Justina of Padua (Italian: Santa Giustina di Padova) is a Christian saint and a patroness of Padua. Her feast day is October 7. She is often confused with Justina of Antioch.

Saint Justina of Padua
Saint Justina of Padua.PNG
Saint Justina by Bartolomeo Montagna
Died~ 304 AD
Venerated inRoman Catholic Church
Major shrineAbbey of Santa Giustina
FeastOctober 7
Attributesyoung woman setting a cross on the head of the devil while holding a lily in her hand; young woman with a crown, palm, and sword; young woman with a palm, book, and a sword in her breast; young woman with a unicorn, symbolizing virginity, and palm; young woman with Saint Prosdocimus
PatronagePadua; Palmanova


St. Justina of Padua (October 7) was a virgin of noble birth in the city which claims her patronage. Born at Padua about the middle of the first century, her father Vitalian was a rich nobleman and prefect of Padua. Her parents were converted to Christianity by the preaching of Saint Prosdocimo, and not having been blessed with children up to that time, they received Justina in answer to their prayer.[1]

She was devoted to religion from her earliest years and ultimately she took the vow of perpetual virginity. At this time arose the persecutions of the Christians by Nero, and Maximian the prefect who had succeeded Vitalian, proved himself particularly brutal. As Justina would visit the prisons to comfort and encourage the Christians there, Maximian ordered her arrest. While she was passing by the Pont Marin near Padua she was seized by the soldiers. When she was brought before Maximian he was struck by her beauty and endeavored by every means to shake her constancy. However she remained firm against all attacks and the prefect caused her to be slain with the sword.[1]

Medieval texts describe her as a disciple of Saint Peter the Apostle since Saint Prosdocimus, the first bishop of Padua, is said to have been Justina's teacher; his hagiography states that he was sent from Antioch by Peter. This however is chronologically impossible as Justina being a young woman in 304 AD could not have known Prosdocimus as he died in approximately 100 AD.


St. Justina is a patron saint of Padua. After St. Mark, she is also a second patroness of Venice.[2] Her feast day is October 7 and coincided with the end of grape harvest and the time for settling agricultural contracts.[3]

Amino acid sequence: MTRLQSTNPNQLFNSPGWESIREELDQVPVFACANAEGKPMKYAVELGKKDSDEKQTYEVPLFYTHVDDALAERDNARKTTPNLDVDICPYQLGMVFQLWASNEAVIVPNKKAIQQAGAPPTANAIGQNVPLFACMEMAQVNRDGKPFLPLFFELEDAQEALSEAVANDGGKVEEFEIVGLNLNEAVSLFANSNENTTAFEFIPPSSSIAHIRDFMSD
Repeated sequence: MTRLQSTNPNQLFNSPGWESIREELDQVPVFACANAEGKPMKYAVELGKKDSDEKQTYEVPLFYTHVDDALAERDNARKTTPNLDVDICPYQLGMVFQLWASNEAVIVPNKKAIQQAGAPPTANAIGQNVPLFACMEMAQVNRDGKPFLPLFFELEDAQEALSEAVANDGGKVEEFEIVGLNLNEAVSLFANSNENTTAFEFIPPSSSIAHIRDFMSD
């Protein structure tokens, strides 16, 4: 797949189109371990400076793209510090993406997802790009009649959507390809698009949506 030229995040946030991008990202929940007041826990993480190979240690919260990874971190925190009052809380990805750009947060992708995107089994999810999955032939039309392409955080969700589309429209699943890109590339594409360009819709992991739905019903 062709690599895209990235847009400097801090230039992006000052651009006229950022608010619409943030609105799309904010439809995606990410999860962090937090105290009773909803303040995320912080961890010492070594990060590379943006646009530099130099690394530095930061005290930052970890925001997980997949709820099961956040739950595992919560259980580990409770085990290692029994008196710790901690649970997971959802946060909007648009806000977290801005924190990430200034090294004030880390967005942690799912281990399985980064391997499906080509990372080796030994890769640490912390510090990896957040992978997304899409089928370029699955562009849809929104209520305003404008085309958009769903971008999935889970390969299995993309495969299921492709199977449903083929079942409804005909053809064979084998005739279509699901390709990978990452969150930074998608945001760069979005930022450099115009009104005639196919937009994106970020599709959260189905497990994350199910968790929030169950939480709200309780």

In the 6th century the Paduans dedicated a church to her and she was among the virgin martyrs portrayed in the presbytery arch in the Euphrasian Basilica (at left) and in the procession of virgins in Sant'Apollinare Nuovo. In the 7th century, Venantius Fortunatus, writing in Gaul, urged travelers to Padua to visit her relics there.[4]

The Paduan Basilica and Abbey of Santa Giustina houses the Martyrdom of St. Justine by Paolo Veronese. The Abbey complex was founded in the 5th century on Justine's tomb, and in the 15th century became one of the most important monasteries in the area, until it was suppressed by Napoleon in 1810. In 1919 it was reopened. The tombs of several saints are housed in the interior, including those of Justina, Prosdocimus, St. Maximus, St. Urius, St. Felicitas, St. Julian, as well as relics of the Apostle St. Matthias and the Evangelist St. Luke.


Justina is represented in Christian Art crowned as a princess, and with a sword transfixing her bosom, in accordance with her martyrdom, AD. 303.[5]


See alsoEdit


  1. ^ a b Allen Banks Hinds, M.A. “Saint Justina of Padua”. A Garner of Saints, 1900. CatholicSaints.Info. 20 April 2017  This article incorporates text from this source, which is in the public domain.
  2. ^ Butler, Alban. "St. Justina of Padua, Virgin and Martyr", The Lives of the Saints. vol.X, 1866
  3. ^ Knapton, Michael, Law, John E., Smith, Alison. Venice and the Veneto during the Renaissance, Firenze University Press, 2014 ISBN 9788866556633
  4. ^ Stracke, Richard. "Saints Justina & Prodoscimus of Padua and Saints Justina & Cyprian of Antioch", ChristianIconography.info, University of Augusta
  5. ^ Wagner, Leopold. "Patron Saints and Their Attributes", Manners, Customs, and Observances, London, William Heineman, 1894